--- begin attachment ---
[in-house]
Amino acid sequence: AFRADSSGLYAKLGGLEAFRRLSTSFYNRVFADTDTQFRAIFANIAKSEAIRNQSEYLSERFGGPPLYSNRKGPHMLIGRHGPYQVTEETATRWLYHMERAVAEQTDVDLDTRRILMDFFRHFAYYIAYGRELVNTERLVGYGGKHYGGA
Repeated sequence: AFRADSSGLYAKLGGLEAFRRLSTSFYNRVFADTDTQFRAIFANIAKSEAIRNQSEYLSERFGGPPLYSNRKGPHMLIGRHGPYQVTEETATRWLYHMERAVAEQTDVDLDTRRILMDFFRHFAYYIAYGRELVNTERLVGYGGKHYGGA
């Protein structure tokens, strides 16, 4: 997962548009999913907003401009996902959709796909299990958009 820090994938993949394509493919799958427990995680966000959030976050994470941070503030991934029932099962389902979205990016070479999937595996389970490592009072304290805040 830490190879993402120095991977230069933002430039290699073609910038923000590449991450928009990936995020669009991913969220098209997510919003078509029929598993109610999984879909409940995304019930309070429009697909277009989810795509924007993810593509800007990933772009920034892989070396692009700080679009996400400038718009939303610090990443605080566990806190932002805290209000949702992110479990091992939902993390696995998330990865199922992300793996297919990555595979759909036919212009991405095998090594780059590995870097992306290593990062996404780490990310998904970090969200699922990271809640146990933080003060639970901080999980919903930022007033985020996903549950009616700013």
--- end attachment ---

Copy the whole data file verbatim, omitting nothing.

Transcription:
[in-house]
Amino acid sequence: AFRADSSGLYAKLGGLEAFRRLSTSFYNRVFADTDTQFRAIFANIAKSEAIRNQSEYLSERFGGPPLYSNRKGPHMLIGRHGPYQVTEETATRWLYHMERAVAEQTDVDLDTRRILMDFFRHFAYYIAYGRELVNTERLVGYGGKHYGGA
Repeated sequence: AFRADSSGLYAKLGGLEAFRRLSTSFYNRVFADTDTQFRAIFANIAKSEAIRNQSEYLSERFGGPPLYSNRKGPHMLIGRHGPYQVTEETATRWLYHMERAVAEQTDVDLDTRRILMDFFRHFAYYIAYGRELVNTERLVGYGGKHYGGA
């Protein structure tokens, strides 16, 4: 997962548009999913907003401009996902959709796909299990958009 820090994938993949394509493919799958427990995680966000959030976050994470941070503030991934029932099962389902979205990016070479999937595996389970490592009072304290805040 830490190879993402120095991977230069933002430039290699073609910038923000590449991450928009990936995020669009991913969220098209997510919003078509029929598993109610999984879909409940995304019930309070429009697909277009989810795509924007993810593509800007990933772009920034892989070396692009700080679009996400400038718009939303610090990443605080566990806190932002805290209000949702992110479990091992939902993390696995998330990865199922992300793996297919990555595979759909036919212009991405095998090594780059590995870097992306290593990062996404780490990310998904970090969200699922990271809640146990933080003060639970901080999980919903930022007033985020996903549950009616700013």